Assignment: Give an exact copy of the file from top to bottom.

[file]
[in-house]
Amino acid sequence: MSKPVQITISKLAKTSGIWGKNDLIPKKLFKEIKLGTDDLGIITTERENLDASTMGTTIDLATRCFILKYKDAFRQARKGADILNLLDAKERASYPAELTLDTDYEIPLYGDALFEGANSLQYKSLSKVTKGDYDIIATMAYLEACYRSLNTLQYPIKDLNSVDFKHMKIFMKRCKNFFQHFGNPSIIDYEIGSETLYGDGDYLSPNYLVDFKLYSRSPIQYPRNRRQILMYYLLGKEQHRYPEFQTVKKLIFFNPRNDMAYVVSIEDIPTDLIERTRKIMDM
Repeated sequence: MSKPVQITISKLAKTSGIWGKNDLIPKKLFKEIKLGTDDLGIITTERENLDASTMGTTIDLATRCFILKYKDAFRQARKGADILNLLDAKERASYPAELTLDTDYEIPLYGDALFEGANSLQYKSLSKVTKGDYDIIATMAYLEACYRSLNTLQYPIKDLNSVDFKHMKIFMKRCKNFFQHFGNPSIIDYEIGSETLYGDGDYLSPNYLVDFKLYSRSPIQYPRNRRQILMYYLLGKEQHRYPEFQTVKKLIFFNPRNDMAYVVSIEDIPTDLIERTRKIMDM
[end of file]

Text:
[in-house]
Amino acid sequence: MSKPVQITISKLAKTSGIWGKNDLIPKKLFKEIKLGTDDLGIITTERENLDASTMGTTIDLATRCFILKYKDAFRQARKGADILNLLDAKERASYPAELTLDTDYEIPLYGDALFEGANSLQYKSLSKVTKGDYDIIATMAYLEACYRSLNTLQYPIKDLNSVDFKHMKIFMKRCKNFFQHFGNPSIIDYEIGSETLYGDGDYLSPNYLVDFKLYSRSPIQYPRNRRQILMYYLLGKEQHRYPEFQTVKKLIFFNPRNDMAYVVSIEDIPTDLIERTRKIMDM
Repeated sequence: MSKPVQITISKLAKTSGIWGKNDLIPKKLFKEIKLGTDDLGIITTERENLDASTMGTTIDLATRCFILKYKDAFRQARKGADILNLLDAKERASYPAELTLDTDYEIPLYGDALFEGANSLQYKSLSKVTKGDYDIIATMAYLEACYRSLNTLQYPIKDLNSVDFKHMKIFMKRCKNFFQHFGNPSIIDYEIGSETLYGDGDYLSPNYLVDFKLYSRSPIQYPRNRRQILMYYLLGKEQHRYPEFQTVKKLIFFNPRNDMAYVVSIEDIPTDLIERTRKIMDM